Fred Couples was walking briskly down No. 15 fairway when a woman leaned over to the man next to her and said: “I’d marry him.”
“I’d marry him, too,” the man responded. ‘‘Maybe we could both be married to him.”
Call him Freddie. Call him Boom Boom. Call him cool. But make sure to call the 53-year-old Couples 5-under after two days of the 2013 Masters Tournament.
“I have no idea why people think I’m cool,” Couples said.
Bentley Cotton, 11, of Austin, Texas, does.
After signing his card of 1-under 71 on Friday afternoon, Couples, the 1992 Masters Tournament champion, went straight to Bentley and talked with her.
“My dad (Jimbo) played golf with Fred at my country club in Austin one day,” said Bentley, who plays a lot of golf. “And Fred wanted to meet me. We just got here to the course and saw him on No. 18. When he came over, I was pretty happy since I hadn’t seen him in a year.”
“That was nice to see Bentley,” Couples said.
Couples had a nice day himself. After opening Thursday with 4-under 68, his fifth round in the 60s at Augusta National since turning 50, he was as up and down Friday as the fairways he walked.
Couples was happy to end his roller-coaster day with 71.
“It was hard out there today,” Couples said. “I felt very good with what I shot. I had a couple little hiccups out there and some other good things to shoot my score. But you know the golf course is winning today.”
Couples double-bogeyed No. 7, falling to 2-under for the tournament. But his 2-putt from 100 feet for birdie at the par-5 eighth provided the momentum needed to get home in 3-under over the final 11 holes. He topped his day with a birdie at No. 18.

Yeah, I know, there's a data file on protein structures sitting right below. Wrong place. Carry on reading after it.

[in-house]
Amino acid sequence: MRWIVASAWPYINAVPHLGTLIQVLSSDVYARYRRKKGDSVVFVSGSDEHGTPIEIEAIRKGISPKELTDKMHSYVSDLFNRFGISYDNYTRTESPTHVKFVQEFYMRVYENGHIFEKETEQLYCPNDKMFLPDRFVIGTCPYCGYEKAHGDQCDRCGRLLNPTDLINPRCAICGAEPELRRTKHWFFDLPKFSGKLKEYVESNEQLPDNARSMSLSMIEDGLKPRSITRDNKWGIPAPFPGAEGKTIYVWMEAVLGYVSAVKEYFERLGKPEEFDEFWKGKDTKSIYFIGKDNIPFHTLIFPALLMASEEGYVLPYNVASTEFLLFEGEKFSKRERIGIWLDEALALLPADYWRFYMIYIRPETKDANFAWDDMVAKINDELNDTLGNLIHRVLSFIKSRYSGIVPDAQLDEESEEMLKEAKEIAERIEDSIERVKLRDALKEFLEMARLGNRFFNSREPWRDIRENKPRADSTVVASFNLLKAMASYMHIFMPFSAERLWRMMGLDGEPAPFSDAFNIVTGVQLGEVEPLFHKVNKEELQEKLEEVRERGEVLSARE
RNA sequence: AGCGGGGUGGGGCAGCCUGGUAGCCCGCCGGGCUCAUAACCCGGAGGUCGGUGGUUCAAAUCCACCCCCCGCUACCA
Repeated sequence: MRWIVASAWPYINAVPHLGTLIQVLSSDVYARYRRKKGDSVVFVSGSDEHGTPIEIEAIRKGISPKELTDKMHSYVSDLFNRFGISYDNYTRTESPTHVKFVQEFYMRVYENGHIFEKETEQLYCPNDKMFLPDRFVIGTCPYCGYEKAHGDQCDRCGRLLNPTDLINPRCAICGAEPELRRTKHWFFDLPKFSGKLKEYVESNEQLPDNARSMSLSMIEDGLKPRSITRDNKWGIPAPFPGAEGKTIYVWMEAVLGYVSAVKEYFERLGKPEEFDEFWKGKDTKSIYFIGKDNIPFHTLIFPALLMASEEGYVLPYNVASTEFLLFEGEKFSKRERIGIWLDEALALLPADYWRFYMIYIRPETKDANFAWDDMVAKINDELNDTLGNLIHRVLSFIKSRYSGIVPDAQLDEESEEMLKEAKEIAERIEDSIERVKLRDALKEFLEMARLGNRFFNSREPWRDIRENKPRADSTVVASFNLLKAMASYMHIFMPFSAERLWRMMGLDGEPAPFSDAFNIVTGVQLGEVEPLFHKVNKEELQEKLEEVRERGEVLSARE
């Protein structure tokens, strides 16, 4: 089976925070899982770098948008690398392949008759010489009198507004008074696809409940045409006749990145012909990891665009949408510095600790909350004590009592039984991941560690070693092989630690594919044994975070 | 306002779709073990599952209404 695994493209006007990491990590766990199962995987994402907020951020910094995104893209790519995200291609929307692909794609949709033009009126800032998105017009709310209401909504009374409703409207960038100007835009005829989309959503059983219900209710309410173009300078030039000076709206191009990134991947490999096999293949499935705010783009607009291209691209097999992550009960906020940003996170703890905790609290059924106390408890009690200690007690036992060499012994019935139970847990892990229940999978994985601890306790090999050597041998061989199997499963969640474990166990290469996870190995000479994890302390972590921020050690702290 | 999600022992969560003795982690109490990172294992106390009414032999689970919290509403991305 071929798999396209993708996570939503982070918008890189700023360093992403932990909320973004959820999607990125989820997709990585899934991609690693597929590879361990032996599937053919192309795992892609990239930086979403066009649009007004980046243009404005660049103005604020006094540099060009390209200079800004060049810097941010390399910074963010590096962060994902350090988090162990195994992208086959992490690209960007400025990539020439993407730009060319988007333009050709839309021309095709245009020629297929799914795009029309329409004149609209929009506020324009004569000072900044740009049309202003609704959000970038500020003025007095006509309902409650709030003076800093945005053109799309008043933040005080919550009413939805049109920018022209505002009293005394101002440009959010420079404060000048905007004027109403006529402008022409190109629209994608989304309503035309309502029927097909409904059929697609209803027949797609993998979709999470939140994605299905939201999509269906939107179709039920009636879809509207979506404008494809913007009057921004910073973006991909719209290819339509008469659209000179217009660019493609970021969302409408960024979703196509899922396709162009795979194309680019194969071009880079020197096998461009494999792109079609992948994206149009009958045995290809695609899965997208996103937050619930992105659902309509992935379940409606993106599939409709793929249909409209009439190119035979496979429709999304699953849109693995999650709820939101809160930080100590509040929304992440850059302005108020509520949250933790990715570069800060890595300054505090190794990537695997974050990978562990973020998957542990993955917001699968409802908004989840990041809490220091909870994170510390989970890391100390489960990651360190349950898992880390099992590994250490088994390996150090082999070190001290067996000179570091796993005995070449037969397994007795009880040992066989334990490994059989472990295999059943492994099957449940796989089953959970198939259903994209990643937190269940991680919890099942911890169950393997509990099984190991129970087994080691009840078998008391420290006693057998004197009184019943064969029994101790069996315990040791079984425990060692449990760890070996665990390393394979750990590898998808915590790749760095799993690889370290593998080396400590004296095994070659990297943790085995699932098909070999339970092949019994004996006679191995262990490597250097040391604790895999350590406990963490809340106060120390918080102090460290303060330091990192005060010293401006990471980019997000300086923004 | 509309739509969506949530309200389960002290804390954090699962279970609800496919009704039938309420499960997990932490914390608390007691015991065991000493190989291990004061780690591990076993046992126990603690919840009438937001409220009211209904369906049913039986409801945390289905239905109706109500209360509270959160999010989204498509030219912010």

“The putt at No. 8 was a sigh of relief,” Couples said. “From then on I played really, really well.”
Playing well is not how Couples arrived on the Augusta National grounds. Playing poorly is why he played a Sunday practice round for the first time in his 29 Masters Tournaments.
Couples said he normally arrives late Sunday, or early Monday, and starts off with a nine-hole afternoon practice round.
He was joined Sunday by his coach, Paul Marchand. The normal routine for a coach is to watch some shots on the range of the golfer, then head off outside the ropes like a patron to watch the player.
“I was surprised how many guys were playing Sunday,” Couples said. “This time (Paul and I) walked stride for stride. Sometimes when you take it on the range it’s easy to hit 50 balls well, one after another. Then you go out and spray it all over the place. I found a little confidence.”
A couple of days later, Couples and Marchand decided the strategy would be to swing as hard as he could while driving.
“So that’s what I’ve been doing,” Couples said.
Couples said his experience – Friday was his 110th competitive round at Augusta National – will certainly help the next two days. He said that if he wins, he will pretty much quit competitive golf.
“I am really excited where I’m at (after two rounds),” Couples said. “I’ve said it my whole life. This is my favorite spot in the world. But yeah, I would quit. I’m going to quit when I win this thing.”
To his many fans, Couples can quit golf, but he will never quit being cool.